The Weekend Update

Hey all. Some of you may have been wondering what I’ve been doing with myself over the last few days. I’ve been trying to beat the heat in several different ways:

Watching Movies

9 Songs

I’ve seem more movies in the last month than I’d seen all of last years. I’ve viewed Charlie and the Chocolate Factory, Hustle and Flow, March of the Penguins, and 9 Songs. Now on that last movie, you may or may not have heard of it–it’s the new Michael Winterbottom film. Michael Winterbottom is the man who’s brought you brilliant movies such as Wonderland and 24 Hour Party People. He’s also brought you not so enjoyable films (IMHO) such as Jude and Welcome to Sarajevo. 9 Songs is one of those kinda not enjoyable films.

If you’ve read anything concerning the movie, you already know that it depicts real, live sex. As in the actors in the film were actually having sex as the cameras were filming. There is little to no story line involved–the characters are only seen within the confines of their apartment (talking nonsense or doing it), doing drugs, going to gigs at the Brixton Academy, and going to strip clubs. It’s basically a film you don’t want to see with your parents, and it’s definitely not a date movie–unless it’s a special kind of date.

The part I enjoyed most during the movie was the live concert footage. I had a game with myself to see if I could guess all of the bands. And I won! The bands who are featured in the movie are: Black Rebel Motorcycle Club, the Von Bondies, Elbow, Primal Scream, Franz Ferdinand, Super Furry Animals, and The Dandy Warhols.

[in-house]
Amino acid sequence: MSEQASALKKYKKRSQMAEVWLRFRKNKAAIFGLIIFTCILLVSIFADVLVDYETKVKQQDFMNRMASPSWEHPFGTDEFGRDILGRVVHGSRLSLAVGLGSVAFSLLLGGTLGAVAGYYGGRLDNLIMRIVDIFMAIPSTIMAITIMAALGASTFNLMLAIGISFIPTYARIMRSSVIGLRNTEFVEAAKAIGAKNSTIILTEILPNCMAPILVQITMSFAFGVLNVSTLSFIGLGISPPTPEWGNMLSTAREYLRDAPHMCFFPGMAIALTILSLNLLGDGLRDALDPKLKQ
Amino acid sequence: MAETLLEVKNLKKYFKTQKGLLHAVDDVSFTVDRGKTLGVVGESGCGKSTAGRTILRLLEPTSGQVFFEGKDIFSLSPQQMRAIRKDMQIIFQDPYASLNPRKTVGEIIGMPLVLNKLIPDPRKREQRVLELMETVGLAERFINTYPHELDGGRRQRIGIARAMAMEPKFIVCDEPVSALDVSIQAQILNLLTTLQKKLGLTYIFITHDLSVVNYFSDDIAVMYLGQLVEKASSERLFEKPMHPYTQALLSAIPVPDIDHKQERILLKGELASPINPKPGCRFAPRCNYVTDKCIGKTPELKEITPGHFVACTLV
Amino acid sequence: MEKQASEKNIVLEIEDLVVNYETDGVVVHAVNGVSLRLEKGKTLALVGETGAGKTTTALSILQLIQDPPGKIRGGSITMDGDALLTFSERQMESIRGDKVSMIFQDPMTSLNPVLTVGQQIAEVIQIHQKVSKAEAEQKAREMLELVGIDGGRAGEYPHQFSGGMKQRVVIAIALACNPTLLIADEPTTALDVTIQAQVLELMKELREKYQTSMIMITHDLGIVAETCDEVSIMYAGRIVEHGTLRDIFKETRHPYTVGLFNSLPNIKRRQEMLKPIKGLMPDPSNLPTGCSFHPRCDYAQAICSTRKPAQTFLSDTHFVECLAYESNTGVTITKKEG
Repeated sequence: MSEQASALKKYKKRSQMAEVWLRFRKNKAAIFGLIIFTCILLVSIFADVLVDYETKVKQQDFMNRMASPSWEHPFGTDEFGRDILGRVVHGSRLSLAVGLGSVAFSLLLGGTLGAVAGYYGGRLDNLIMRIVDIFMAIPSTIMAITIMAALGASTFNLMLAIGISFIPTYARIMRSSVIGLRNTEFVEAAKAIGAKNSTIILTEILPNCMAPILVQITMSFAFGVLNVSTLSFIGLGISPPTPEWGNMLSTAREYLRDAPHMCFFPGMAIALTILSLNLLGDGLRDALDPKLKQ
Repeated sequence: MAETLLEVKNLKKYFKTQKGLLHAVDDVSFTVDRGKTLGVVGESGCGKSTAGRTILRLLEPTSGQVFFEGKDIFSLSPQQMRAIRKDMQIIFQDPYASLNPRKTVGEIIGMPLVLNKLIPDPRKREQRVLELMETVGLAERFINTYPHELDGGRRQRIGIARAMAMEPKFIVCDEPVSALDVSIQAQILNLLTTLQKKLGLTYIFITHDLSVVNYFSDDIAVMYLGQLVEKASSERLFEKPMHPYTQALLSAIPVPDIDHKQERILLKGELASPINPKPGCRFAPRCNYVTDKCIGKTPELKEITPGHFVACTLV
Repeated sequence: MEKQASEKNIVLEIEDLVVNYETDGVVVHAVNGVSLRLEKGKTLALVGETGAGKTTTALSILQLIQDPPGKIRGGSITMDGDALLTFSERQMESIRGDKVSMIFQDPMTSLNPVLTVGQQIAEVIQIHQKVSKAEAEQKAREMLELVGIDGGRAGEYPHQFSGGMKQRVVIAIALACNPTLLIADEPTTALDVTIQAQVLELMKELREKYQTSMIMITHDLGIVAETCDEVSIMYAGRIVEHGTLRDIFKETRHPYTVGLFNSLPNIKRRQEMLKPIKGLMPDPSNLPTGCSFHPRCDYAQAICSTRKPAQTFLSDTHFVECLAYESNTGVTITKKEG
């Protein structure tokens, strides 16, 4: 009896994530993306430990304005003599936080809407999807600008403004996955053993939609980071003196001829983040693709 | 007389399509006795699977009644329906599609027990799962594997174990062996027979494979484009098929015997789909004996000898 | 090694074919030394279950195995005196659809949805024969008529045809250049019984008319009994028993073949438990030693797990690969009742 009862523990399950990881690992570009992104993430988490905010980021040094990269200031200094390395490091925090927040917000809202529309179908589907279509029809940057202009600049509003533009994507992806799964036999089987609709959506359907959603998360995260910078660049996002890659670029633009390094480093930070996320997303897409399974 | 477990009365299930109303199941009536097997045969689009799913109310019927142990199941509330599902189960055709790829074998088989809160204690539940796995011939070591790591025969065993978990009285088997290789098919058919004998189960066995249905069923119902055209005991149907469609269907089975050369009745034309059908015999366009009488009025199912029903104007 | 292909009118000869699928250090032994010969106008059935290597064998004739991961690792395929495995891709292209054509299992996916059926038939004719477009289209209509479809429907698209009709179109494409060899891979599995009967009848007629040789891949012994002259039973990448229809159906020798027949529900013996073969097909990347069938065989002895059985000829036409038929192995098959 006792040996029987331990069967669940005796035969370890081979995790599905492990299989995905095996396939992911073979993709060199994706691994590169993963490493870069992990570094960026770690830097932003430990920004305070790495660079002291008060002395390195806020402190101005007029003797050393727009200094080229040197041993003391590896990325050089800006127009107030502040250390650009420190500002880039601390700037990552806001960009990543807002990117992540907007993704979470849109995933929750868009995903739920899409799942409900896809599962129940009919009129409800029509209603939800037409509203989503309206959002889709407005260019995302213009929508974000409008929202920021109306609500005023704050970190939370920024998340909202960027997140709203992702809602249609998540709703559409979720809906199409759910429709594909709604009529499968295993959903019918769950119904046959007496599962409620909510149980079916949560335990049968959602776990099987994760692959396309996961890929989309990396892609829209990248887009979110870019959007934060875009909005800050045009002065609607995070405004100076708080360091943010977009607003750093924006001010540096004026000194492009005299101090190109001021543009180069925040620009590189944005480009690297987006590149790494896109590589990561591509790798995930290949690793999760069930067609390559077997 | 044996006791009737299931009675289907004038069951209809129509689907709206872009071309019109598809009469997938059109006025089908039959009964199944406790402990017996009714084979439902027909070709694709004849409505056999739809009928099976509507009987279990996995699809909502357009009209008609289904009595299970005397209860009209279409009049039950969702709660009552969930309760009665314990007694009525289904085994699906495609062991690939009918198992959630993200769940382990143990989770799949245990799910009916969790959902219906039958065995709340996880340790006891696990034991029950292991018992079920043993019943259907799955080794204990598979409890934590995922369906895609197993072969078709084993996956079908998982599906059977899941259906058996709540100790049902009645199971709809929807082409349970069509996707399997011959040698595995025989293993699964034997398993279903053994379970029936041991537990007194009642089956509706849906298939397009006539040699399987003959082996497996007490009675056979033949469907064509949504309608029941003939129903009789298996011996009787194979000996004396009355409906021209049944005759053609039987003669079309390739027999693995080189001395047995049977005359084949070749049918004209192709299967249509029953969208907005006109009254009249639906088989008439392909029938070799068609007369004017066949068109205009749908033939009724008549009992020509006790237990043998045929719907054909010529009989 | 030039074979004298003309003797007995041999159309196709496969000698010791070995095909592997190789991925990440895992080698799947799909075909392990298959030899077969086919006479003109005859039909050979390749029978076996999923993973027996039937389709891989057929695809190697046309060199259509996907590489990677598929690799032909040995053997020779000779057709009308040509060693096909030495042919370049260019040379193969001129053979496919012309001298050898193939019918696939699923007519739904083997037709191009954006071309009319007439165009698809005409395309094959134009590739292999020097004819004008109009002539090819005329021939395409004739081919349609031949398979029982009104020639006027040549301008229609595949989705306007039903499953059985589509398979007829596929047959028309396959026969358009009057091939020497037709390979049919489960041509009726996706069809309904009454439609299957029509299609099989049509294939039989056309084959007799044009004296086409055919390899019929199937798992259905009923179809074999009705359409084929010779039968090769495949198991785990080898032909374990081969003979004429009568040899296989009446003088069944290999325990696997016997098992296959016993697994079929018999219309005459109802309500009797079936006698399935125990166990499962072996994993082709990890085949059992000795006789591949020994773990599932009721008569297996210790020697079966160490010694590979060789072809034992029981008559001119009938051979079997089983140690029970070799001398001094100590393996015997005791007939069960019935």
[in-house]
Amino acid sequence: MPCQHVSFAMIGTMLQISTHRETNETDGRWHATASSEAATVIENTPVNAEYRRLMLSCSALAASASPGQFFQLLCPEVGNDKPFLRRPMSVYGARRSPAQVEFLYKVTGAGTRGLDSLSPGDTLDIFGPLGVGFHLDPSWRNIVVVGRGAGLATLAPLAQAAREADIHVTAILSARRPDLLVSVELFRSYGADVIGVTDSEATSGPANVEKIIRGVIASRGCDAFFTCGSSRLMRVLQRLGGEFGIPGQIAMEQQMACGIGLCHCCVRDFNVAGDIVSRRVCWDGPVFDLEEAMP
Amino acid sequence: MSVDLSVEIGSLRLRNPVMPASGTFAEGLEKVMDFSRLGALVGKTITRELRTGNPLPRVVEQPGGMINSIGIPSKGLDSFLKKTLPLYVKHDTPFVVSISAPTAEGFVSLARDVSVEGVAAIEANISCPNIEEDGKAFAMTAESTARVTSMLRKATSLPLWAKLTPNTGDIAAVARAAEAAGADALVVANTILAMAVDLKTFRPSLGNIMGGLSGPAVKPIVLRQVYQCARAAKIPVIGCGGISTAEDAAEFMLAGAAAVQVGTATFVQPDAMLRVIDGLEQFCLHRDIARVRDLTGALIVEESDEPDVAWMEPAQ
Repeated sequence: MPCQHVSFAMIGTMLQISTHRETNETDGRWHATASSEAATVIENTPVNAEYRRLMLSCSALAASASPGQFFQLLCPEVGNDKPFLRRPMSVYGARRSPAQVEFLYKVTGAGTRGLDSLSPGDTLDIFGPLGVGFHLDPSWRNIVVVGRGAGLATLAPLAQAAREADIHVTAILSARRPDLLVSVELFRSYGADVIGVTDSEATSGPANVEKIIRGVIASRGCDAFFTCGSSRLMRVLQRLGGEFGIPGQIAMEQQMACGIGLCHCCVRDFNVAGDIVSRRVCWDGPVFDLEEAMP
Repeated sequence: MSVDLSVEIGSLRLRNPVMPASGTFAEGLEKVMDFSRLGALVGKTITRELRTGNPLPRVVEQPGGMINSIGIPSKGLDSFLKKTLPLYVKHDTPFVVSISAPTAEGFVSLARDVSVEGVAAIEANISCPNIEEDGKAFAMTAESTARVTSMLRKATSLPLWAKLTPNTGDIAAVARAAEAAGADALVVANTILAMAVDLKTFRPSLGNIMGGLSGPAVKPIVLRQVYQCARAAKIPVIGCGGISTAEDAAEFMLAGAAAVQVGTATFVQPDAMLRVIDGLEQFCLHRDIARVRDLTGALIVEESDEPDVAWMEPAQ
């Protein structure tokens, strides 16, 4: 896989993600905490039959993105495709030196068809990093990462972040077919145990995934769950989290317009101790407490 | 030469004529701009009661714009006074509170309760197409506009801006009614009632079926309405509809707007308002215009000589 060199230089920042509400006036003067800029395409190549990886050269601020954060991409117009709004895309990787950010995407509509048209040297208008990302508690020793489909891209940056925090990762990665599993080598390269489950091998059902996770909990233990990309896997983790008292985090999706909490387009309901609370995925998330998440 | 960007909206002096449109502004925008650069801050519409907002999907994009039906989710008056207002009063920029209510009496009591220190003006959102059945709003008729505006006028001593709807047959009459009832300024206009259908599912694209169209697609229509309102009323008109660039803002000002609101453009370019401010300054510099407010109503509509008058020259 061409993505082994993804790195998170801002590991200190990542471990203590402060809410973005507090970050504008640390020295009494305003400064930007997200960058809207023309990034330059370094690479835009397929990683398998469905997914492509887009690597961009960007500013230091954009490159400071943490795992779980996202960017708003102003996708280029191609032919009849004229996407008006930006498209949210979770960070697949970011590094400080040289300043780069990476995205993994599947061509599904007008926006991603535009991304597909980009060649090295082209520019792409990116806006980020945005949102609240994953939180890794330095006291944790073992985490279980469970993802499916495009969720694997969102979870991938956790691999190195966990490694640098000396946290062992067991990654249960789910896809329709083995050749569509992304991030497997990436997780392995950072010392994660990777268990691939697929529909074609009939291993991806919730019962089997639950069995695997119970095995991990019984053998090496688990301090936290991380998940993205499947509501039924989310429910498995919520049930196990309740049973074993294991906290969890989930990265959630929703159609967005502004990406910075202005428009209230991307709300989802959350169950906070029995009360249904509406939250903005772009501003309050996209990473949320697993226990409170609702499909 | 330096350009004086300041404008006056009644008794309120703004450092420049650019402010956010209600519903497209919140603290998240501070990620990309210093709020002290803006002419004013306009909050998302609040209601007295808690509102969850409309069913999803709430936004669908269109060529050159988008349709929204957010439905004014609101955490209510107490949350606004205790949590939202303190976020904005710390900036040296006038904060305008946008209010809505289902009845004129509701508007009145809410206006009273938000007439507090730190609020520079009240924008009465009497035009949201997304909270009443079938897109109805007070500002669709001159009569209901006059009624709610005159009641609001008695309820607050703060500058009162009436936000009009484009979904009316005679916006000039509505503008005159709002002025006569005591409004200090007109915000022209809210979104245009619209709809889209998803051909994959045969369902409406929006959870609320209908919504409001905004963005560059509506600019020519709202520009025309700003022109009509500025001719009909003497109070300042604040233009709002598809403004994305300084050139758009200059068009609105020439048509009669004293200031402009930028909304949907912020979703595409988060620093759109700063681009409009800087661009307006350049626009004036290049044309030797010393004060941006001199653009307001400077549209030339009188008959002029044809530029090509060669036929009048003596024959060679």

Riding Bikes

When I’m not watching movies, I’ve been riding my brand new folding bike. Just FYI, I got a Dahon Boardwalk from Metro Bikes on 14th Street. It meets my needs and I love that it folds up into a tiny little space. I’ve been riding the bike paths on the West and East sides. I shouldn’t really ride in traffic because I’m the world’s most uncoordinated person.

Looking at Laptops

PC vs Mac

Now I’m researching getting a new laptop because mine is on it’s last legs. It’s actually limping. I originally thought I wanted a thin and lightweight PC. I read on PCWorld that the Gateway M205X was good. Then I was talking to M. about what I should get and he said, “I can’t believe you’re getting another PC.” You see, M. is a Mac user. I replied, “Well, I have been thinking about getting an iBook or something like that, but I don’t know.” Then we had words about which was better, and then he said, “Well why don’t you post it on your site and see what people say: Macs vs. PCs: Which is better?. Then I said, “Well fine! But you know that all the Mac fanatics are going to write sanctimonious stories and sh-t like that…” So now I’m throwing the question out to you…which do you prefer, Macs or PCs, and for what reasons?

Eating Food

I’ve also been eating a lot. Mmm. Food. I finally got to check out Dumpling Man on St. Marks. Despite all of the raves I’ve read about the place, I have to say Dumpling Man isn’t so dumpling great. You can get better (and cheaper) dumplings in good ol’ Chinatown. BUT the upside to eating at Dumpling Man is that there is a really cute guy working the cash register. He kinda looks like he belongs in BBMak, but he’s not British, and he’s less gay looking. (No frosted tips.) I apologize to Cute Dumpling Man cashier boy in advance for mentioning this on my site.

Another upside is the place looks really cute and they have an adorable logo. But like I said, better little packets of Asian goodness can be found elsewhere. Sad.